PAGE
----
Historically black colleges and universities are seeing an upsurge in support and donations.
Last fiscal year, Spelman College in Atlanta raised a record $48 million in donations, The Atlanta Journal-Constitution reported. That’s more than triple the prior year’s total of $14.5 million.
Spelman recently announced that it received its largest single gift from living donors, trustee Ronda Stryker and her husband, William Johnston: $30 million.
Other schools, such as Morehouse College, have seen similar upticks in giving.
Morehouse reported that it raised about $3 million at its annual gala this year, surpassing the $1 million raised last year.
At Morehouse School of Medicine, the number of million-dollar donations rose from one, between fiscal years 2011-14, to nine, between 2015-18, the Atlanta newspaper reported.
Clark Atlanta University and Paine College each received its first million-dollar check this year.
The nation’s historically black colleges and universities have seen a rise in giving, from individual contributions by alumni to celebrities like Beyonce giving scholarships to students and signing big checks.
Private giving to the nation’s 101 accredited historically black colleges and universities increased about 21 percent in the two most recent years of available information, from $265.2 million to $320.6 million, according to federal data.
The total, though, is a fraction of giving to all American colleges and universities, which totaled $43.6 billion in 2017, according to an annual study by the Council for Advancement and Support of Education. Historically black colleges and universities received an average of about $1,100 per student in 2016. By contrast, Emory University, Georgia’s largest private university, received an average of about $42,000 per student in gifts in 2017.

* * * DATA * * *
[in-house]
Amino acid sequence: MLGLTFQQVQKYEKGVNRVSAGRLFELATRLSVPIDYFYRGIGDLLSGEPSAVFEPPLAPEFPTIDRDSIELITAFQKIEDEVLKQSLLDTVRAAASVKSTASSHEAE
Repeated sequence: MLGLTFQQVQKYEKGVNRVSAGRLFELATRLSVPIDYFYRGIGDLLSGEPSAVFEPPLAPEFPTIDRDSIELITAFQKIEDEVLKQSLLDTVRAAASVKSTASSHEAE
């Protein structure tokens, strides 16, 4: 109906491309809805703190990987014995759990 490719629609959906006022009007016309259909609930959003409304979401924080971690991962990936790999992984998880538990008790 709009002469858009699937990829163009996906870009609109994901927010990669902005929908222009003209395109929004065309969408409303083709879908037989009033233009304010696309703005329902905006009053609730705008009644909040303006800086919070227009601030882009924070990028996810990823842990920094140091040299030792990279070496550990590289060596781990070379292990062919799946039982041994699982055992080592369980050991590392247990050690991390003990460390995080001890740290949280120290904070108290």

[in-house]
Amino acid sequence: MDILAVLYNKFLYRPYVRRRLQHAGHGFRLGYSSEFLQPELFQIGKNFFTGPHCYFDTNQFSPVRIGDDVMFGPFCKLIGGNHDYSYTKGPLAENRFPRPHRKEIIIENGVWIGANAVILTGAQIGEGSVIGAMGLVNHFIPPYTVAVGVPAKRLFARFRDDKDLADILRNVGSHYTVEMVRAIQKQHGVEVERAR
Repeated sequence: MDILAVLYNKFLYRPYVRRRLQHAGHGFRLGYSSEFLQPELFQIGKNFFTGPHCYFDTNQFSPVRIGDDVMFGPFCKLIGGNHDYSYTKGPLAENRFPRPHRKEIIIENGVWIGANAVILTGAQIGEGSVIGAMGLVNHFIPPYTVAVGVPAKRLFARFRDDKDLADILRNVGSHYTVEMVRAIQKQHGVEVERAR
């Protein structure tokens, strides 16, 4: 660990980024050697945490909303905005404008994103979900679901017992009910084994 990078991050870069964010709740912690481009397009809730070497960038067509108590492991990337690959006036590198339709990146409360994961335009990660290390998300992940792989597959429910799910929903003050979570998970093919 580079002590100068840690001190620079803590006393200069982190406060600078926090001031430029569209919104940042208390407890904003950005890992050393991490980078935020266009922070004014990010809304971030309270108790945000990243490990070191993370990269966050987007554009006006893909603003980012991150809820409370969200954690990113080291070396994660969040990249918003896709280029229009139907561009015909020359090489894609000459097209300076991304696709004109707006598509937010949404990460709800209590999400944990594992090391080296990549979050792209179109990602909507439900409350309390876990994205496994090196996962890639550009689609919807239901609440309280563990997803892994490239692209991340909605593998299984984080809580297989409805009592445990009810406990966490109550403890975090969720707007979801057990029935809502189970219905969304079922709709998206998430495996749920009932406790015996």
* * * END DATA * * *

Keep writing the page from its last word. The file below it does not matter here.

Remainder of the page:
School leaders, graduates and students say the increased philanthropic interest stems from a variety of factors. More donors are interested in supporting HBCUs amid national conversations about racially charged issues such as deadly police encounters with African-Americans.
Also, the schools are becoming more adept at fundraising, with many using social media and other methods to engage potential donors. Also, the troubles faced by some of the schools have prompted responses by alumni and supporters to give, said Michael Thurmond, Paine College’s board chairman-elect.
“It’s stimulated a response to supporters to engage and becoming more active,” said Thurmond, DeKalb County’s chief executive officer.